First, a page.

Constitutional Limitations (5th ed 1998) at 673-74 (footnotes omitted). In the footnote for the last sentence quoted above, Cooley cited Grand Rapids & Indiana RR Co v Heisel, 38 Mich 62 (1878).[12]

In its brief in this case, the Michigan Department of Transportation cited Cooley’s General Principles of Constitutional Law in the United States of America, which was published in 1880. The section cited by MDOT states:

The rule by which compensation shall be measured is not the same in all cases, but is largely affected by the circumstances. If what is taken is the whole of what the owner may have lying together, it is clear that he is entitled to its value, ... and that this, except in extraordinary cases, must be the full measure of his injury. This rule will apply in all cases where the whole of any article or thing of value is taken, and not a part only, to the injury of what remains. But when less than the whole is taken, the question of just compensation becomes a question of damages merely; and in determining these the benefit to what is left may be offset against the damages, and the question to be determined will be to what extent the owner’s interest in that a part of which is to be taken will be diminished thereby. If the taking is of some right in an easement, or exclusive franchise, or other intangible right, the question will also be one of damages merely. But in any case mere incidental injuries or benefits, like those suffered and received by the community at large, — such as the greater facility in travel when the taking is for a railway, or the greater danger of fright to teams when making use of the highway, — are to be excluded altogether from the computation.

General Principles of Constitutional Law at 341-42 (footnote omitted and emphasis added by amicus curiae). There were no citations to Michigan cases in that excerpt.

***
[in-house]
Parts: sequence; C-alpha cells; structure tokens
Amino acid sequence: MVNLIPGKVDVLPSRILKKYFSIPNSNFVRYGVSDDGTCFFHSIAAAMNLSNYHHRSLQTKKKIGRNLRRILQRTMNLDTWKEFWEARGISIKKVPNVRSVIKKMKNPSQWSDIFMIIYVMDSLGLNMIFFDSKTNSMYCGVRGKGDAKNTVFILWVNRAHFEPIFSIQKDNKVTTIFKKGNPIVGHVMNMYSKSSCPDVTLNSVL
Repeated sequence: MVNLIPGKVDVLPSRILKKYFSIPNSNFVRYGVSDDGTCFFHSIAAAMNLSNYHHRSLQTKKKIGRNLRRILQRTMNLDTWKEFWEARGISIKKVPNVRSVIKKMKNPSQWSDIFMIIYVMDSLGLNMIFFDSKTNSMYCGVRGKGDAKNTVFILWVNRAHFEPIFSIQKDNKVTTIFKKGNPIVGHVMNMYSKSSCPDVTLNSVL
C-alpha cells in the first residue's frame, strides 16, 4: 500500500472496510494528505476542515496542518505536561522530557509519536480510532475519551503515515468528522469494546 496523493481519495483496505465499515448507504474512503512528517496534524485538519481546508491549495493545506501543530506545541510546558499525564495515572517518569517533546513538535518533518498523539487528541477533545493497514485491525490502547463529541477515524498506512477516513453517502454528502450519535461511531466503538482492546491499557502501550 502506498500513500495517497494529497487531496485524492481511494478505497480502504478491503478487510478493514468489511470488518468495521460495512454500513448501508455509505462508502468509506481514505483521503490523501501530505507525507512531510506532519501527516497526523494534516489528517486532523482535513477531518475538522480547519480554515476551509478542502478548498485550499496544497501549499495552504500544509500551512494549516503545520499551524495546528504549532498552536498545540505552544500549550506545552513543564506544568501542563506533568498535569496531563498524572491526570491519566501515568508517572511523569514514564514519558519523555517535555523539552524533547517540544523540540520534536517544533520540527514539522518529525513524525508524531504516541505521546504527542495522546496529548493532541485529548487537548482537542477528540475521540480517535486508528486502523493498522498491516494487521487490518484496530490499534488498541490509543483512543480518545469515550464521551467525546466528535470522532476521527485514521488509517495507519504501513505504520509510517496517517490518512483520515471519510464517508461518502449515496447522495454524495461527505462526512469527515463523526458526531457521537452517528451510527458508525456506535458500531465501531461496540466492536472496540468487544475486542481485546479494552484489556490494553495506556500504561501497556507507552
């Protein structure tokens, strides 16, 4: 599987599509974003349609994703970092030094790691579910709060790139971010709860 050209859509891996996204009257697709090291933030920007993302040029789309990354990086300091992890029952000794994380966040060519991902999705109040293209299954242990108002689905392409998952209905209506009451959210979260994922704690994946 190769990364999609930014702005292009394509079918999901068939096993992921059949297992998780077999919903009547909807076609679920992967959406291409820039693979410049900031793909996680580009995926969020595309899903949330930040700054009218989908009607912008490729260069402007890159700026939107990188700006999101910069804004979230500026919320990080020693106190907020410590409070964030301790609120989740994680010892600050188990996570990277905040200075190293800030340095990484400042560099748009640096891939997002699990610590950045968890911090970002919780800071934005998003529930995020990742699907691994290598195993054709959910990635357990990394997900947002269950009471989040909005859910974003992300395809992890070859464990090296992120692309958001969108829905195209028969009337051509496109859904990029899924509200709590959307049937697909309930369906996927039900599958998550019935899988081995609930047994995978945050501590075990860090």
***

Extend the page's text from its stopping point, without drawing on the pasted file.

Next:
It should be noted that the passage MDOT cites is taken from a hornbook meant to introduce law students to important constitutional issues, and that this hornbook is far less thorough than Constitutional Limitations.[13] Still, it is fair to note that Justice Cooley’s scholarly writings are somewhat contradictory. He recognizes that the costs of societal improvements should be spread proportionally amongst its citizens, yet he requires a physical taking before a citizen can constitutionally demand redress, creating the possibility that a citizen may be "compelled to surrender to the public something beyond his due proportion for the public benefit."

Cooley’s view on partial takings and damnum absque injuria, the type of damage obliquely referred to in the excerpt from General Principles of Constitutional Law, are more fully set out in Michigan case law. This case law deserves attention, since Cooley’s views as a justice of the Michigan Supreme Court are more important here than his views as a scholar trying to harmonize takings decisions from the various state and federal courts.

[8] It is not only the Michigan courts that admire Cooley’s work: The United States Supreme Court has called him a “great constitutional scholar.” Plaut v Spendthrift Farm, Inc, 514 US 211, 225 (1995).

[9] Justice Cooley wrote and edited five editions of “A Treatise on Constitutional Limitations.” Other editors compiled an additional three editions. Thus, there are eight total editions of this work, but the last edition that Cooley himself edited was the fifth, which was published in 1888. The fifth edition was republished in 1998 by the Lawbook Exchange, and that edition is used by amicus curiae, since it is the edition not clouded by other authors’ thoughts and analysis.

[10] This excerpt is also found verbatim in the eighth edition. 2 Constitutional Limitations (8th ed) at 1201.

[11] Pontiac v Carter will be discussed below.

[12] Heisel will be discussed below.

[13] For example, the eminent domain section in the 5th edition of Constitutional Limitations covers 59 pages, while the eminent domain section in General Principles of Constitutional Law covers 12 pages.